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When Congress passed the Wilderness Preservation Act of 1964, they defined "wilderness" as an area "untrammeled by man." The thinking was that if only certain activities like hiking, camping and biking were permitted in a space, the human impact would be negligible. But a new study published on March 3 in the open access journal PLoS ONE shows that even these minor activities alter the ecosystems we want so badly to preserve.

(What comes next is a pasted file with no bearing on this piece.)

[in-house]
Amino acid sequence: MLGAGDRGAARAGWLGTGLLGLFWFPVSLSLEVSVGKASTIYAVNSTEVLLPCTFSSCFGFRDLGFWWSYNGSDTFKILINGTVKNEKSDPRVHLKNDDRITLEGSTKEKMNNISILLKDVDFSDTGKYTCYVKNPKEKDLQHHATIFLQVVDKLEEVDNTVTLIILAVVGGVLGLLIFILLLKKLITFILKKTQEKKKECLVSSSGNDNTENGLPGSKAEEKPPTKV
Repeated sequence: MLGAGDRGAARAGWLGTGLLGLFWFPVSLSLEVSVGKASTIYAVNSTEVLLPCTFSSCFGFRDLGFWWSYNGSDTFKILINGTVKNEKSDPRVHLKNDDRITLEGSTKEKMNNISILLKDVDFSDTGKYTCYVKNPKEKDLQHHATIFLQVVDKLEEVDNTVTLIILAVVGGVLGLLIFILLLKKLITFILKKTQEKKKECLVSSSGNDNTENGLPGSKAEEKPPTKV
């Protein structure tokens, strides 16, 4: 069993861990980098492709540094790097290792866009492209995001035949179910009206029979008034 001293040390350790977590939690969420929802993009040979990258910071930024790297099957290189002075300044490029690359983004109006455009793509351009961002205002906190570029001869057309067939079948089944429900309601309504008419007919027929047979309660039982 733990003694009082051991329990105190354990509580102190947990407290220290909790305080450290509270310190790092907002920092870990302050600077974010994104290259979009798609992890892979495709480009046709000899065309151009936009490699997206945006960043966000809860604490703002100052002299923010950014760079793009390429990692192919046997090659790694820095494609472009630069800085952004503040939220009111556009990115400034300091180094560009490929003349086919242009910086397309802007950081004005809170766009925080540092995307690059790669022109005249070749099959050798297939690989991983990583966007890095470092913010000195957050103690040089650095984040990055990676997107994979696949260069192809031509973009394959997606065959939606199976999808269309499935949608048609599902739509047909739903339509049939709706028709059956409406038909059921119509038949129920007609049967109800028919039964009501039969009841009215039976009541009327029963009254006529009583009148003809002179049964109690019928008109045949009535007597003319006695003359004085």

A group of researchers at the University of Calgary in Canada placed more than 40 cameras on hiking trails and roads in the Rocky Mountains in Alberta to observe how even mild human traffic alters the ecosystem. They found that on roads and trails trafficked by more than 18 visitors a day, large predators like wolves, black bears, grizzlies and cougars were less abundant than they would be in the wild. Furthermore, they found that on roads trafficked by more than 32 people a day, the number of small prey increased by 300%.